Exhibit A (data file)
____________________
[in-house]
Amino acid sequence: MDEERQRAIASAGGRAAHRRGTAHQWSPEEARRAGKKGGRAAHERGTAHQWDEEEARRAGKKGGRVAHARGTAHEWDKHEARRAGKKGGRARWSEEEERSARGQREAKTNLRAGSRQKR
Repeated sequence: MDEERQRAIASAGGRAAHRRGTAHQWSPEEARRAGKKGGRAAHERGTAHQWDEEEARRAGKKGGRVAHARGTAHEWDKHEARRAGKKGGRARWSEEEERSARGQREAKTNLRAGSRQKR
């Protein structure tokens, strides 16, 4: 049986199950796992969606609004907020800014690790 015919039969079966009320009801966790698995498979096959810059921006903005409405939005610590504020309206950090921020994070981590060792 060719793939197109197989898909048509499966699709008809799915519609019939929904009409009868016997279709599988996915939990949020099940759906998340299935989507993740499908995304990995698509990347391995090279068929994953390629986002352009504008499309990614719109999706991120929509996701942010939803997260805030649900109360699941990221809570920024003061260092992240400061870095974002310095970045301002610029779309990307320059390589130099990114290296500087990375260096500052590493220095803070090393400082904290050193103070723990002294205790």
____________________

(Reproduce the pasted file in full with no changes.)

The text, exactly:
[in-house]
Amino acid sequence: MDEERQRAIASAGGRAAHRRGTAHQWSPEEARRAGKKGGRAAHERGTAHQWDEEEARRAGKKGGRVAHARGTAHEWDKHEARRAGKKGGRARWSEEEERSARGQREAKTNLRAGSRQKR
Repeated sequence: MDEERQRAIASAGGRAAHRRGTAHQWSPEEARRAGKKGGRAAHERGTAHQWDEEEARRAGKKGGRVAHARGTAHEWDKHEARRAGKKGGRARWSEEEERSARGQREAKTNLRAGSRQKR
């Protein structure tokens, strides 16, 4: 049986199950796992969606609004907020800014690790 015919039969079966009320009801966790698995498979096959810059921006903005409405939005610590504020309206950090921020994070981590060792 060719793939197109197989898909048509499966699709008809799915519609019939929904009409009868016997279709599988996915939990949020099940759906998340299935989507993740499908995304990995698509990347391995090279068929994953390629986002352009504008499309990614719109999706991120929509996701942010939803997260805030649900109360699941990221809570920024003061260092992240400061870095974002310095970045301002610029779309990307320059390589130099990114290296500087990375260096500052590493220095803070090393400082904290050193103070723990002294205790």